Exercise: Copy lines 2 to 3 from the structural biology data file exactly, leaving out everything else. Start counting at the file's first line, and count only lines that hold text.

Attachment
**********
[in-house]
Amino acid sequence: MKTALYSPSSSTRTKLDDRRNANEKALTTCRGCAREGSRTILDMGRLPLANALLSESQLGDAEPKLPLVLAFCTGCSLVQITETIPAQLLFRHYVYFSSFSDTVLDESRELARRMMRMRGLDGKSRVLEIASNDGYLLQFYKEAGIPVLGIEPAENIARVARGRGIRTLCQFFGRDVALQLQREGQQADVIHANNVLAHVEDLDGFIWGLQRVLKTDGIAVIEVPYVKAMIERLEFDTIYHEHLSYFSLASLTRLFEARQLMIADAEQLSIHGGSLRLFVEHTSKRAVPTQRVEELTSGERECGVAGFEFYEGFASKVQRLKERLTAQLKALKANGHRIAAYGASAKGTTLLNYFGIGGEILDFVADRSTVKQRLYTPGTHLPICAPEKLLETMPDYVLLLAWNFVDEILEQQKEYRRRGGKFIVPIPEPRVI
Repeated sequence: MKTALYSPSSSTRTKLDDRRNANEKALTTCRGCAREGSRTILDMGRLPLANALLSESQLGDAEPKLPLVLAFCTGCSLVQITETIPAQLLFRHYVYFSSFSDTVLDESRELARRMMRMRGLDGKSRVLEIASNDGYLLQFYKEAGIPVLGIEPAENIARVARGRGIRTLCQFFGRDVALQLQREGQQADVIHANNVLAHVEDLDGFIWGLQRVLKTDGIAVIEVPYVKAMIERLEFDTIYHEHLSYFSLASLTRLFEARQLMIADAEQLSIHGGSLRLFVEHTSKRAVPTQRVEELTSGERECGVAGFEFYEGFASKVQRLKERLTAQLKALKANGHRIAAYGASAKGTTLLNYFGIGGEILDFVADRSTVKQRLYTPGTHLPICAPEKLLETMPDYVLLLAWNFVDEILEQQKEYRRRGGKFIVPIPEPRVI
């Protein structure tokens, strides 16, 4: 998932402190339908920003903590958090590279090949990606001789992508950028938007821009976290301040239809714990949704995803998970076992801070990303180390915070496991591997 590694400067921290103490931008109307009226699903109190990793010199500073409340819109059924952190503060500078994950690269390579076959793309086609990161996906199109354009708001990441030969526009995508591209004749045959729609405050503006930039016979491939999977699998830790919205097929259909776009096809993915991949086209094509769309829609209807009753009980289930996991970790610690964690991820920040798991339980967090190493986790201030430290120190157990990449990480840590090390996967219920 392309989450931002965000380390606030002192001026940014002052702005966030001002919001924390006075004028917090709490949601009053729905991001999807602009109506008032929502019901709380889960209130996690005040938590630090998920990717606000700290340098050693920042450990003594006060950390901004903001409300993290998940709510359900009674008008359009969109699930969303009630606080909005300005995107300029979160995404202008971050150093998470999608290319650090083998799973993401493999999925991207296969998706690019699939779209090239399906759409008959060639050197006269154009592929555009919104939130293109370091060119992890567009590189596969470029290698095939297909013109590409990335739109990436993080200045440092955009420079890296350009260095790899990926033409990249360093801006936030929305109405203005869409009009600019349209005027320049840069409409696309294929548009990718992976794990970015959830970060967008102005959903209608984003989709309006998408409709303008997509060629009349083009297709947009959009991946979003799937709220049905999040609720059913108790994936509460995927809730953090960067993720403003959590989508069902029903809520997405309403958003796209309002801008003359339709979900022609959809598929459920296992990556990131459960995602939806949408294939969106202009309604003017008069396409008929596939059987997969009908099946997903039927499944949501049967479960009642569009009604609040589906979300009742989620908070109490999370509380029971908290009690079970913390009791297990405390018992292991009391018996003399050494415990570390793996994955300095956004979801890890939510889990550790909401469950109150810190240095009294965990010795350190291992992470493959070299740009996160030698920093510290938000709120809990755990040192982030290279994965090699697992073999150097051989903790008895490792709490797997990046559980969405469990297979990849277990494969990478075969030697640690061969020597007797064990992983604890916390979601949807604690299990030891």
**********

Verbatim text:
Amino acid sequence: MKTALYSPSSSTRTKLDDRRNANEKALTTCRGCAREGSRTILDMGRLPLANALLSESQLGDAEPKLPLVLAFCTGCSLVQITETIPAQLLFRHYVYFSSFSDTVLDESRELARRMMRMRGLDGKSRVLEIASNDGYLLQFYKEAGIPVLGIEPAENIARVARGRGIRTLCQFFGRDVALQLQREGQQADVIHANNVLAHVEDLDGFIWGLQRVLKTDGIAVIEVPYVKAMIERLEFDTIYHEHLSYFSLASLTRLFEARQLMIADAEQLSIHGGSLRLFVEHTSKRAVPTQRVEELTSGERECGVAGFEFYEGFASKVQRLKERLTAQLKALKANGHRIAAYGASAKGTTLLNYFGIGGEILDFVADRSTVKQRLYTPGTHLPICAPEKLLETMPDYVLLLAWNFVDEILEQQKEYRRRGGKFIVPIPEPRVI
Repeated sequence: MKTALYSPSSSTRTKLDDRRNANEKALTTCRGCAREGSRTILDMGRLPLANALLSESQLGDAEPKLPLVLAFCTGCSLVQITETIPAQLLFRHYVYFSSFSDTVLDESRELARRMMRMRGLDGKSRVLEIASNDGYLLQFYKEAGIPVLGIEPAENIARVARGRGIRTLCQFFGRDVALQLQREGQQADVIHANNVLAHVEDLDGFIWGLQRVLKTDGIAVIEVPYVKAMIERLEFDTIYHEHLSYFSLASLTRLFEARQLMIADAEQLSIHGGSLRLFVEHTSKRAVPTQRVEELTSGERECGVAGFEFYEGFASKVQRLKERLTAQLKALKANGHRIAAYGASAKGTTLLNYFGIGGEILDFVADRSTVKQRLYTPGTHLPICAPEKLLETMPDYVLLLAWNFVDEILEQQKEYRRRGGKFIVPIPEPRVI